I got back yesterday, after a rather hectic trip to Hong Kong and Tokyo. In the past week, I reckon I’ve spent more than 40 hours in airports and on planes – and then there were the trains and taxis and… let’s just say I’ve spent more time travelling than I care to remember in the past seven days. It was my first time in Tokyo, so that was pretty cool – but then again, I didn’t really get to spend much time sightseeing. It was very much hotel-office and vice versa. Surprisingly, I didn’t really get jetlag apart from the first night, when I woke up at 5am and couldn’t get back to sleep. Anyway, I’m very very glad to be home again – and also that my broadband access is sorted out!
Despite the long flights, I spent more time sleeping than reading – the only book I finished was Dave Duncan‘s “Children of Chaos”. I loved his King’s Blades novels, so bought this a while ago and decided that it would make a good airport book. Err… that would be if you didn’t mind the typical fantasy cover, with a large furry grey monster and half-clad girl on it. I’m not easily embarrassed – though I certainly didn’t wave it in front of my work colleagues *grin*.
“Children of Chaos” is the first of a duology, and follows four siblings who were taken as hostages in order to guarantee their father’s good behaviour – their father being the Doge of Celebre. I find Mr Duncan’s books very readable and this was no exception – though the scenes where he described the effects of prolonged shape-shifting may not be your thing if you’ve a weak stomach. It’s an very interesting and imaginative world, and I’ll be picking up the second book “Mother of Lies” to find out how the story concludes. Excerpts here on the author’s website if you’re interested.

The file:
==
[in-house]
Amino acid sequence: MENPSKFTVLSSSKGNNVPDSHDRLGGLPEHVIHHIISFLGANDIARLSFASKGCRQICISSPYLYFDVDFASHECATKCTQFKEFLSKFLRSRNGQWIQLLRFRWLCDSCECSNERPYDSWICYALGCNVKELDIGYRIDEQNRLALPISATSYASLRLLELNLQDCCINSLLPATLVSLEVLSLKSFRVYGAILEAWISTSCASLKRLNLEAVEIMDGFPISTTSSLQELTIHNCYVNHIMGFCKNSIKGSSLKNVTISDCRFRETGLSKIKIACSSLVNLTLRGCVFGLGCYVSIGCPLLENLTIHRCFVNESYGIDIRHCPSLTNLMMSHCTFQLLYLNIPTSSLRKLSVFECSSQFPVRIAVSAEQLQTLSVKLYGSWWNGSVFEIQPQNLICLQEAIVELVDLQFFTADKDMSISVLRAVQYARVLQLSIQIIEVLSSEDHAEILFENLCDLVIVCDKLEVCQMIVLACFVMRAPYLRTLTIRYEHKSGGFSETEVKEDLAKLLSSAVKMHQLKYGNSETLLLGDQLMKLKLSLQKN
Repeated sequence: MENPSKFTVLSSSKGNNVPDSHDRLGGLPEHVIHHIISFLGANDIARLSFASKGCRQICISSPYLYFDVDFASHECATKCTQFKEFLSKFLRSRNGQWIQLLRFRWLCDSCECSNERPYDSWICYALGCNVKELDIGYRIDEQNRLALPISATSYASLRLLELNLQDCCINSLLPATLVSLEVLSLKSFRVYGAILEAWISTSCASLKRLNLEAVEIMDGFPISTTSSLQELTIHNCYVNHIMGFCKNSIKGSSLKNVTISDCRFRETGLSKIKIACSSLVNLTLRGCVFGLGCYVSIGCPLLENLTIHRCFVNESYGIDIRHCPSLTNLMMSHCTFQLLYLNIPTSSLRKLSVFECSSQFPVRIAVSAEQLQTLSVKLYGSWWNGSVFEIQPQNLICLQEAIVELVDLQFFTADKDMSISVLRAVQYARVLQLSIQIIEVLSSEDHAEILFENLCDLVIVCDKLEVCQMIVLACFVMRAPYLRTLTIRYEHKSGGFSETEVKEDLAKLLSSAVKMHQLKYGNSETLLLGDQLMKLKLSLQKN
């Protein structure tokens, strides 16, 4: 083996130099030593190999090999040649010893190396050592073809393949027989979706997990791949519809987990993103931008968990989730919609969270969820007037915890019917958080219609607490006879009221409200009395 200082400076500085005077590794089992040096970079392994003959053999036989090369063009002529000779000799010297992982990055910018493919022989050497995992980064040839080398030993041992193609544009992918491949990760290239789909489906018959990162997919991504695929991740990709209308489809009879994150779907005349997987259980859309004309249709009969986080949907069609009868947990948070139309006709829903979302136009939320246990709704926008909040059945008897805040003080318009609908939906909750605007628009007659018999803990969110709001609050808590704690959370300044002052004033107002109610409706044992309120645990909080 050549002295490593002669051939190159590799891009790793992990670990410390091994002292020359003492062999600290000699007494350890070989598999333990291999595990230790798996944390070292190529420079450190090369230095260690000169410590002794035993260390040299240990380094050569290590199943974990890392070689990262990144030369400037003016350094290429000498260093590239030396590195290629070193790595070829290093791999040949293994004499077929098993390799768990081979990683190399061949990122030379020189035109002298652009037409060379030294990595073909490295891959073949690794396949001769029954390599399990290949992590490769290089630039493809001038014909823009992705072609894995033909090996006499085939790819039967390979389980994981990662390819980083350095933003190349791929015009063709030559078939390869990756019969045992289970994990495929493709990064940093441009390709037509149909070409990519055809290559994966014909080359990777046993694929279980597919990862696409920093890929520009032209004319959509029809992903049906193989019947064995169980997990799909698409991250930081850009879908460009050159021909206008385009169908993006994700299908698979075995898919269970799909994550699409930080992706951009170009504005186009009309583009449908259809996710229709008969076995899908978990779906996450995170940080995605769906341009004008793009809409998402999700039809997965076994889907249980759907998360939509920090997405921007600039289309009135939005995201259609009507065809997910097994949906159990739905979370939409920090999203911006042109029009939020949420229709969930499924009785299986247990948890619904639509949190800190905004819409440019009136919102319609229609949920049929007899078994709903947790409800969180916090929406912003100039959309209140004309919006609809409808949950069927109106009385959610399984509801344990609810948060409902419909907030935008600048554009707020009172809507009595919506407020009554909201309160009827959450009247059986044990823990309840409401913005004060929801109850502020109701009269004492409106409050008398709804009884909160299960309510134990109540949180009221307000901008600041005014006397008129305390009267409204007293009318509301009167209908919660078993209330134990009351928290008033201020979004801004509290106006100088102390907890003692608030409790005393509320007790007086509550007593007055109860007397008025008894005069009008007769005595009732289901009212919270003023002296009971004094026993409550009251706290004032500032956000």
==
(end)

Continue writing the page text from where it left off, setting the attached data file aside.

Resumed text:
I also picked up Colleen Gleason‘s “Rises the Night” in HK – this is her second book in the Gardella Vampire Chronicles series (five books in total, IIRC). The first book wasn’t really my thing – to me, Victoria seemed just a bit too modern for the Regency setting. But “Rises the Night” has been getting good reviews, and so I decided to give this series another go. I’ve just read the first couple of chapters so far, and it appears to be a bit more angst-y, with Victoria struggling to get over the events in the first book. Whether I still feel if she’s too modern for her times remains to be seen. Oh, and like the first book, this one has a great cover.
Other books read in May – Charlaine Harris‘ “All Together Dead” – not the best in the Sookie Stackhouse series, but I’ve got a thing for Eric. Oh, and a new (to me) gem – Jacqueline Winspear‘s Maisie Dobbs books. These mystery books are set in the 1930s after WWI – I read the first book (“Maisie Dobbs”) and immediately picked up the next two in the series, “Birds of a Feather” and “Pardonable Lies”. More about Maisie Dobbs to come…